• Quebec Liberal Party (PLQ) - Dominique Anglade 10%, 2 votes
    2 votes 10%
    2 votes - 10% of all votes
  • Green Party of Quebec (PVQ) - Alex Tyrrell 10%, 2 votes
    2 votes 10%
    2 votes - 10% of all votes
  • Undecided 5%, 1 vote
    1 vote 5%
    1 vote - 5% of all votes
  • Coalition Avenir Québec (CAQ) - François Legault 0%, 0 votes
    0 votes
    0 votes - 0% of all votes
  • Parti Québécois (PQ) - Paul St-Pierre Plamondon 0%, 0 votes
    0 votes
    0 votes - 0% of all votes
  • New Democratic Party of Quebec (NPDQ) - Raphaël Fortin 0%, 0 votes
    0 votes
    0 votes - 0% of all votes
  • Other 0%, 0 votes
    0 votes
    0 votes - 0% of all votes
Total Votes: 21
August 8, 2022 - October 2, 2022
Voting is closed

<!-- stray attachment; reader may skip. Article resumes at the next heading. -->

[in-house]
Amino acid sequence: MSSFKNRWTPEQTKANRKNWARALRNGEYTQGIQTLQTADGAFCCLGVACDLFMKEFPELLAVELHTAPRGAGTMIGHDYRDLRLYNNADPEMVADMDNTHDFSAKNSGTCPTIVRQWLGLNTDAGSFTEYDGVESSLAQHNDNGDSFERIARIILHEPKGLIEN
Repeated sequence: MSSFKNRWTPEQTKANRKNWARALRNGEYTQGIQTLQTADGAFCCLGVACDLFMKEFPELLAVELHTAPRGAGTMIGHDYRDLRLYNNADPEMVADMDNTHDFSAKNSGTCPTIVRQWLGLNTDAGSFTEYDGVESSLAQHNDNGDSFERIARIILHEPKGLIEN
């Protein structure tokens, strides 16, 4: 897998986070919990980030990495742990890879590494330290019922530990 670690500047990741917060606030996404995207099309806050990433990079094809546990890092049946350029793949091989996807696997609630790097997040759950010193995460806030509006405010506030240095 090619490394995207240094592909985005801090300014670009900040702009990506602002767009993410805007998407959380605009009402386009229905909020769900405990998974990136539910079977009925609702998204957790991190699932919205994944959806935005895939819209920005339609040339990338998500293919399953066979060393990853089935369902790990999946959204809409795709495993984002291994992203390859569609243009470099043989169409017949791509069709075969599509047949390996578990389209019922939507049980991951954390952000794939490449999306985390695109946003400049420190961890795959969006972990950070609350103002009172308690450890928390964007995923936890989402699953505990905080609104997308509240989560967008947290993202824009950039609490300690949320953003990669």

The provincial government is officially on board with Anticosti joining UNESCO’s World Heritage list.  Although this would permanently ban oil exploitation on the Island, Petrolia’s oil exploration contract still stands, says Quebec.

The minister of Energy and Natural Resources Pierre Arcand announced that Quebec is endorsing Anticosti’s and Saguenay Fjord’s bids for the World Heritage list in a press briefing on Wednesday. As the government is well aware, oil exploitation is forbidden on UNESCO-protected sites, which has a particular significance for Anticosti, where Petrolia is in the early phase of a colossal project. “There won’t be any petroleum on Anticosti if they get the status” confirmed Arcand, as quoted by La Presse.

However, Anticosti’s application still has to be approved first by the federal government and then by UNESCO itself. Best case scenario: they get their status in 2020. Meanwhile, Petrolia is free to continue its exploration.